I agree that saying things you know to be wrong, and confidently asserting things which are false but which you didn't bother to check out before passing along, are both forms of dishonesty.  

            But they are different types of dishonest behavior, and it is often good to remember that difference and to use language which reflects it.

            The number of people who pass on false information without checking it out first is unfortunately large nowadays.  And most of these people don't consider themselves liars -- even when what they passed on is shown to be false.  

            Since in their view they are not liars, when someone calls them a liar they consider that to be a lie.  And since they have now classified the person calling them a liar as a liar, it makes it easy for them to dismiss whatever else that person says -- including the factual information which would show they had misspoken themselves.

            So in many cases it is better to present the factual information which shows that someone like Hoffman has spoken incorrectly -- and let those who read your correction judge for themselves if Hoffman did it because he enjoys lying, because he doesn't care what the truth is, because he was too lazy to check the facts out, because he is a poor judge of the reliability of people he listens to, or for some other reason.  

            Calling people liars may be emotionally satisfying, and may make what you are saying more appealing to  those who already agree with you, but is less likely to reach those who don't already agree with you.  

            •  Wrong. He's wrong. (1+ / 0-)
              Recommended by:
              Nova Land

              In the end, being incompetent, being out-of-touch, or being dishonest are all grounds to not vote for some one.  And "wrong" doesn't alienate in the same way.

              I think it's far better to say he's wrong.  Doesn't know what he's talking about.  And so, unqualified for the office he's seeking to be elected for.  I think that's a better way to go.  Exactly for the reasons you've described, Nova Land.

              Grab all the joy you can. (exmearden, 8/30/09)

              by Land of Enchantment on Tue Nov 03, 2009 at 01:13:04 PM PST

              [ Parent ]

          •  I guess we'll have to disagree. (1+ / 0-)
            Recommended by:
            Nova Land

            I think it's almost always counter-productive to call someone a liar.  Should be used extremely sparingly.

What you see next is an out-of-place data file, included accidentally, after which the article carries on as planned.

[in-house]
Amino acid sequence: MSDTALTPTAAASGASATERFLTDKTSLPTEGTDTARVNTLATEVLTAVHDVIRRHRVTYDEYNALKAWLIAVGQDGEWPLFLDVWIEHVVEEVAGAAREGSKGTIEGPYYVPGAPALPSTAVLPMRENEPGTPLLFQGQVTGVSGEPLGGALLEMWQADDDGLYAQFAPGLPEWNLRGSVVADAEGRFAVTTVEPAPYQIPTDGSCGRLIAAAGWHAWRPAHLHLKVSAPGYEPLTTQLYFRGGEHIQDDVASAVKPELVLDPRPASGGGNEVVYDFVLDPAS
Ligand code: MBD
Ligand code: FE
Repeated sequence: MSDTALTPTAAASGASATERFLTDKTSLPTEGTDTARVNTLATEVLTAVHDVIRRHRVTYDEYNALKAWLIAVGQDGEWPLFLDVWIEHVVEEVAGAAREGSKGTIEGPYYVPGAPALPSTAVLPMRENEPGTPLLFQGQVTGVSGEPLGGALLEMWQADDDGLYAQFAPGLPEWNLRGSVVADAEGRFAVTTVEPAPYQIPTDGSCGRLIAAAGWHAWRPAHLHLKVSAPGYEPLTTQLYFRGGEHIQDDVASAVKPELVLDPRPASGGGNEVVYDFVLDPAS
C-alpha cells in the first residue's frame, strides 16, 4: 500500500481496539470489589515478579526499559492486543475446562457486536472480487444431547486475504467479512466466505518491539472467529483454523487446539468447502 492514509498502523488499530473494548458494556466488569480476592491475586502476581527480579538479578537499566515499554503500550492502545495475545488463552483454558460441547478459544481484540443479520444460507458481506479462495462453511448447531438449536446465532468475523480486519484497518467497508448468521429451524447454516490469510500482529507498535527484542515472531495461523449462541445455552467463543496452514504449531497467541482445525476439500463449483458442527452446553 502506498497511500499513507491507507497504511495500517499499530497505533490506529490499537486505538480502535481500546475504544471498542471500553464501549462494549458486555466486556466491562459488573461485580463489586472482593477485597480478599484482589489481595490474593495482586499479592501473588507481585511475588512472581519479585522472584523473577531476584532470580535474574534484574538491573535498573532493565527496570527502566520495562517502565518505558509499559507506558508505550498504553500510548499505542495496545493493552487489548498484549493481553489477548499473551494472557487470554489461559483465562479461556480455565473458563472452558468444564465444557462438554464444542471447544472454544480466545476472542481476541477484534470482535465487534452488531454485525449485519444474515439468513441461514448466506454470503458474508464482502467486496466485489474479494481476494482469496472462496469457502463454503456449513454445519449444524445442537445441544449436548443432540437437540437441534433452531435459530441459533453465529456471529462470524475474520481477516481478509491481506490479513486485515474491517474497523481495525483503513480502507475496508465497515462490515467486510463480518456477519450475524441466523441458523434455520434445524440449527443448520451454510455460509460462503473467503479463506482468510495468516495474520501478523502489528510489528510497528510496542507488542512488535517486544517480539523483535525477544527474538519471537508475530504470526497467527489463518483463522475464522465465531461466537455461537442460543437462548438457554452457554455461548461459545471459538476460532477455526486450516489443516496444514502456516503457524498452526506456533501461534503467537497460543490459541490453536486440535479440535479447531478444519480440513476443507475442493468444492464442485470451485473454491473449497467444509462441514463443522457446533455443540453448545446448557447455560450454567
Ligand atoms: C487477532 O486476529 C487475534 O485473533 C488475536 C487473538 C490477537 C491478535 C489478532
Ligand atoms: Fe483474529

Calling someone a "liar", as you did, over what GAO stands for (accountability vs. accounting fer chrissakes), or whether something was reported out of Treasury or GAO, is foolish.  IMO.  And you did that - you called him a liar for that.

            That's foolish, plain and simple.  You did that.  Don't try and act like you didn't.  The third "lie"?  A lot of people believe it.  They're wrong, even deluded, but they believe it.  So when they say it, they aren't lying.  It's still better to call him "wrong" and explain why, IMO.  

            You dilute the word liar until it has little or not meaning, IMO, if you use it like you did.

            Grab all the joy you can. (exmearden, 8/30/09)

            by Land of Enchantment on Tue Nov 03, 2009 at 01:41:46 PM PST

            [ Parent ]

  •  Where are the college students (1+ / 0-)
    Recommended by:
    Josh Nelson

    My friend is an attorney who is from the Platzburg Area. There are several liberal/progressive colleges in that area. If the students voted (like that did for Obama) this guy would be toast. This is an off-year election and here in NYC there seems more interest in the world series than the election. A lot of people I talk to don't even't know about Virginia or could care less about NJ.
    Yet all of these pundits are going to make all these predicitons after the fact. What a f/U system we have

    a long habit of not thinking a thing WRONG, gives it a superficial appearance of being RIGHT, and raises at first a formidable outcry in defense of custom.

    by Jamesleo on Tue Nov 03, 2009 at 07:40:05 AM PST

  •  Doug Hoffman is Doug Neidermeyer (1+ / 0-)
    Recommended by:
    Josh Nelson

    Remember ANIMAL HOUSE?  That snotty frat boy played by Mark Metcalf?  I see photos of Doug Hoffman and I see the Doug Neidermeyer character (with sincere apologies to Mark Metcalf), in that frat initiation scene, wearing the robe, swinging the big paddle, while a pledgee yells, "thank you, sir, may I have another?"  And Neidermeyer grinning in sexual? satisfaction.

    Never walk into a public restroom while breathing through your mouth.

    by quityurkidding on Tue Nov 03, 2009 at 07:48:17 AM PST

  •  Doesn't seem nervous or creepy. A dull, dull CPA (0+ / 0-)

    He looks like he wants to be back in his office pouring over Excel spreadsheets and tax returns. BORING. But this really appeals to the simpletons in the GOP. Homespun bullshit really sells to the teabaggers.

  •  this is typical for Hoffman... (1+ / 0-)
    Recommended by:

    ...when it comes to doing his homework...he neither lives in the district, nor does he, apparently, have much concern about local issues. During a televised debate regarding a question regarding the St. Lawrence Seaway, a very important component in this area's economy, Hoffman's reply was that he wasn't familiar with the issue.